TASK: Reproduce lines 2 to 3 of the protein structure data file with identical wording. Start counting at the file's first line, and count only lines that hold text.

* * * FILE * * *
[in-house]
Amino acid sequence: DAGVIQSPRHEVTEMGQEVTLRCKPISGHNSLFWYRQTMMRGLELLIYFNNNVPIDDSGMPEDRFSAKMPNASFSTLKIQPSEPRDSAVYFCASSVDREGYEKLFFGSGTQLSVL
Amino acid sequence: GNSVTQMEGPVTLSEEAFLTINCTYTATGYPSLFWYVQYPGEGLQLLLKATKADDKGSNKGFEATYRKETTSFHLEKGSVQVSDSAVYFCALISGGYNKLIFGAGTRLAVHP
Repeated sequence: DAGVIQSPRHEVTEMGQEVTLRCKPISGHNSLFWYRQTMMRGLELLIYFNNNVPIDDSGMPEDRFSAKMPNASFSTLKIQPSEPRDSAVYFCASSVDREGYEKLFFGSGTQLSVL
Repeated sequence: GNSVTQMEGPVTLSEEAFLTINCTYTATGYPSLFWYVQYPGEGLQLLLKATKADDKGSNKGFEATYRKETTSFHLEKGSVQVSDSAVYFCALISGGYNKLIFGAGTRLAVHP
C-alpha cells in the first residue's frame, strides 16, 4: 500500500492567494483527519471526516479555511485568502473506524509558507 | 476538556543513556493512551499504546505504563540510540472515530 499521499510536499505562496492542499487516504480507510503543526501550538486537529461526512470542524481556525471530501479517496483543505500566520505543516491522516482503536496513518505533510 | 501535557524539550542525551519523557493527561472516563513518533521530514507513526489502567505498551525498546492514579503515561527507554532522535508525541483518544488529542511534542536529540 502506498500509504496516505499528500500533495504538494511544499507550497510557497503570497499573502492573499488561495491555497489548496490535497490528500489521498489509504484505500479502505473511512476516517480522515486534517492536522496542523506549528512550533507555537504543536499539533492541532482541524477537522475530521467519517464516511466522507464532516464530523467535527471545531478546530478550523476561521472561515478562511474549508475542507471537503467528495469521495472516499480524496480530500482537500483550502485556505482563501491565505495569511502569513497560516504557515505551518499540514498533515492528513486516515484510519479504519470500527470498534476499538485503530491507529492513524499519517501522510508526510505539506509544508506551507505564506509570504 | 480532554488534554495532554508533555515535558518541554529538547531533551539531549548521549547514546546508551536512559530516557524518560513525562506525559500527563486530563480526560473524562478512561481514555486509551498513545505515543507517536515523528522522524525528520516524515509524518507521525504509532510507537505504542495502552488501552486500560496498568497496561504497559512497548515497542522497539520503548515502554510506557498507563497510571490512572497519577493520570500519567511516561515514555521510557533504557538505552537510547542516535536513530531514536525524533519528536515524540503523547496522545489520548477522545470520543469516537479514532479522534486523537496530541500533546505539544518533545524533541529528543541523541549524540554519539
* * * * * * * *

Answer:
Amino acid sequence: DAGVIQSPRHEVTEMGQEVTLRCKPISGHNSLFWYRQTMMRGLELLIYFNNNVPIDDSGMPEDRFSAKMPNASFSTLKIQPSEPRDSAVYFCASSVDREGYEKLFFGSGTQLSVL
Amino acid sequence: GNSVTQMEGPVTLSEEAFLTINCTYTATGYPSLFWYVQYPGEGLQLLLKATKADDKGSNKGFEATYRKETTSFHLEKGSVQVSDSAVYFCALISGGYNKLIFGAGTRLAVHP